Culture & Society

How To Keep A New Year’s Resolution

A Texas A&M AgriLife Extension Service expert says realistic goals and a proper mindset are key to long-term success
By Paul Schattenberg, Texas A&M AgriLife Communications December 31, 2020

hiker on mountain looking out on sunset
Setting an attainable goal is a crucial first step of making your New Year’s resolution stick.

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Having realistic goals and expectations and being emotionally ready to change, are essential to keeping New Year’s resolutions, said a Texas A&M AgriLife Extension Service expert.

“Three reasons why people don’t keep their New Year’s resolutions are that the resolution isn’t realistic, the person expects an unrealistic benefit, or the person wasn’t prepared to make the change,” said Jenna Anding, AgriLife Extension nutrition specialist, Bryan-College Station.

Anding said most adults tend to shy away from resolutions and those who take up the challenge are more likely to be younger or middle-aged.

“Statistics also suggest older adults who do make resolution are not very successful at keeping them,” she said. “But that’s not to say resolutions don’t work. In fact, those who make resolutions tend to have more success at changing behaviors as compared to those who don’t make resolutions.”

Zeroing In On Your Resolution

Anding said one way to approach successful resolution making is for people to first list the three behaviors they most want to change.

“Such behaviors could be eating better, getting more exercise, saving more money or working on personal relationships,” she said. “Look at the behaviors you have identified and choose the one you most want to concentrate on improving. Then take a close and realistic look at the behavior you have chosen, then think if a specific goal that would reflect where you would like to be through modifying that behavior. Write down that final goal, making sure it is both realistic and achievable.”

The next step is to make a plan and come up with a series of smaller, attainable goals leading toward the final goal, she said.

“For example, if the goal is to run a marathon but right now you can’t run to the end of the block, consider starting with a more realistic goal of walking for 30 minutes a day three to five days a week. Once that’s a regular habit, set another goal to run a 5K within three to six months and then a 10K, gradually working up to a half-marathon and then a full marathon.”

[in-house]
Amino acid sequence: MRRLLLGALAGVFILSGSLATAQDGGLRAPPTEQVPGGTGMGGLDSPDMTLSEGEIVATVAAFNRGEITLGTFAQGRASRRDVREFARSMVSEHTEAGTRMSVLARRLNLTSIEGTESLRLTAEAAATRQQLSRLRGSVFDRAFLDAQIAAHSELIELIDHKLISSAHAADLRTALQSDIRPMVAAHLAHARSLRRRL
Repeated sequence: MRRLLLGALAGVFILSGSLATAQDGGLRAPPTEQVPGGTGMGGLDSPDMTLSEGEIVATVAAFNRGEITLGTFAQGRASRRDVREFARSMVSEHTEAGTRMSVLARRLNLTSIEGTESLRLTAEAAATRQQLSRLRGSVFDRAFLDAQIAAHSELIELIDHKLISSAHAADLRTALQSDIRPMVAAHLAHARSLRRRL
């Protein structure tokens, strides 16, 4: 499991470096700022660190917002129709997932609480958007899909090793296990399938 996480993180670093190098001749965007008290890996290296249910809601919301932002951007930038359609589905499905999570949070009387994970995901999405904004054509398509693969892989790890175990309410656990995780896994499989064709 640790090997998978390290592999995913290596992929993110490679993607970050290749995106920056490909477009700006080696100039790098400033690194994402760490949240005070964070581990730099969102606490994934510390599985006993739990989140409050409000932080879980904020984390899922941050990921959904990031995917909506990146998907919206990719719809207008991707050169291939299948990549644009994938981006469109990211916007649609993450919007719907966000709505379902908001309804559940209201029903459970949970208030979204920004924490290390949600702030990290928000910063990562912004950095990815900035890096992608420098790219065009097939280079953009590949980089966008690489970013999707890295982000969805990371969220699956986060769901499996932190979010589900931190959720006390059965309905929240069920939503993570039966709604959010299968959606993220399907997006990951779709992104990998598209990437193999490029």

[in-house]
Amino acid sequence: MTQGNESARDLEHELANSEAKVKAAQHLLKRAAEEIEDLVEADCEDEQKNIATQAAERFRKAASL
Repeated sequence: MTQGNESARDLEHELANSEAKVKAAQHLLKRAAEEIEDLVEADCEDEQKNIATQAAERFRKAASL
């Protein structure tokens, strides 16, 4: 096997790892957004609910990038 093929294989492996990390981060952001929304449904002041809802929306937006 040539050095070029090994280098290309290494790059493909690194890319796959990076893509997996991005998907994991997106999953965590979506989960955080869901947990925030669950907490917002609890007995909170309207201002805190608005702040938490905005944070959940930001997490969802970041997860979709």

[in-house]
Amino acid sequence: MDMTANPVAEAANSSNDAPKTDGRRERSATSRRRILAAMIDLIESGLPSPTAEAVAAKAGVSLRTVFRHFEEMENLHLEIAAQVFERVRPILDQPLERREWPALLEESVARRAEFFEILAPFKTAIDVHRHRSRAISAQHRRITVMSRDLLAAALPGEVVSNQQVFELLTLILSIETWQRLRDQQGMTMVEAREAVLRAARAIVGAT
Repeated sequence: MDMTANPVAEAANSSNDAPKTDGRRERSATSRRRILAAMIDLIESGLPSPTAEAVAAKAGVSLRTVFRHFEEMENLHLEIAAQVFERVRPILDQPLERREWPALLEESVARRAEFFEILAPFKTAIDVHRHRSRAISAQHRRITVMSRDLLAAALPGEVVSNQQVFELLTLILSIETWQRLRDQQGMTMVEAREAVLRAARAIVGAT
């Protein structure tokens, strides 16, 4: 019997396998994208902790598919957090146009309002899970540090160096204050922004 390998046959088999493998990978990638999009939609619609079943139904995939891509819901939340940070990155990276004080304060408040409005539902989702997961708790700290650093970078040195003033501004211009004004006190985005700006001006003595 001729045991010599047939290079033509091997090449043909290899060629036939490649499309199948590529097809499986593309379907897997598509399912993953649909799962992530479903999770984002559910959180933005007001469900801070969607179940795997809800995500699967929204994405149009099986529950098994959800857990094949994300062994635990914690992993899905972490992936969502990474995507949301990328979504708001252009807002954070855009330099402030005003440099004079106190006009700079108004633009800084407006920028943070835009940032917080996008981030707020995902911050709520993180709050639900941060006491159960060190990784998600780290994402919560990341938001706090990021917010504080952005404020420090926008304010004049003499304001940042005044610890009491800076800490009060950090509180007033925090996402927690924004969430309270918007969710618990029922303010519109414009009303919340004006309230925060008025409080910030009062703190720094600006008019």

Anding said it is important to remember achieving a final goal does not have to fit into a rigid timetable.

“Just keep planning and meeting those mini-goals as steps toward the final goal,” she said.

However, she said, people should write down and commit to a specific date on which to begin their desired behavior change.

“Pick a date that is important, significant or memorable and put it on your calendar,” she said. “It doesn’t have to be the exact start of a new year. Once you pick your date, plan how you will accomplish your goal. In other words, identify and write down those specific actions you will need to take to be successful.”

Overcoming Obstacles To Meeting Your Goals

Anding noted the COVID-19 pandemic might impose a challenge in keeping some New Year’s resolutions for 2021 more difficult, especially at the first of the year.

“People likely will continue to stay at home more, which could lead to more trips to the refrigerator,” she said. “Gyms or studios where people can exercise may continue to be closed or limited in capacity. Don’t let this dissuade you. Set out a plan for eating healthier meals at home and cutting down on junk food. And instead of going to the gym, exercise at home or go on a long walk or bicycle ride.”

Improving eating habits is usually one of the top New Year’s resolutions, but that resolution too should also be taken in small bites, Anding said.

“It’s best to break this into mini-goals such as committing to eating one more vegetable or fruit each day or switching sugar-sweetened beverages to water or other healthier options.

Involve Others And Reward Yourself

Anding said it is also a good idea to share the New Year’s resolution with friends or family and ask for their support.

“List the names of people you want to know about your resolution, and ask for their encouragement and help,” she said. “It’s easier to keep your resolution if you have others supporting you, plus involving others makes you more accountable.”

Finally, Anding said, those who meet their set goals should find ways to reward themselves for their progress.

“Do something nice for yourself like treat yourself to some music or read a good book,” she said. “Or you can indulge in a guilty pleasure so long as it doesn’t sabotage your efforts. It’s also fine to share your successes with others as a means of self-validation.”

This article by Paul Schattenberg originally appeared on AgriLife Today.

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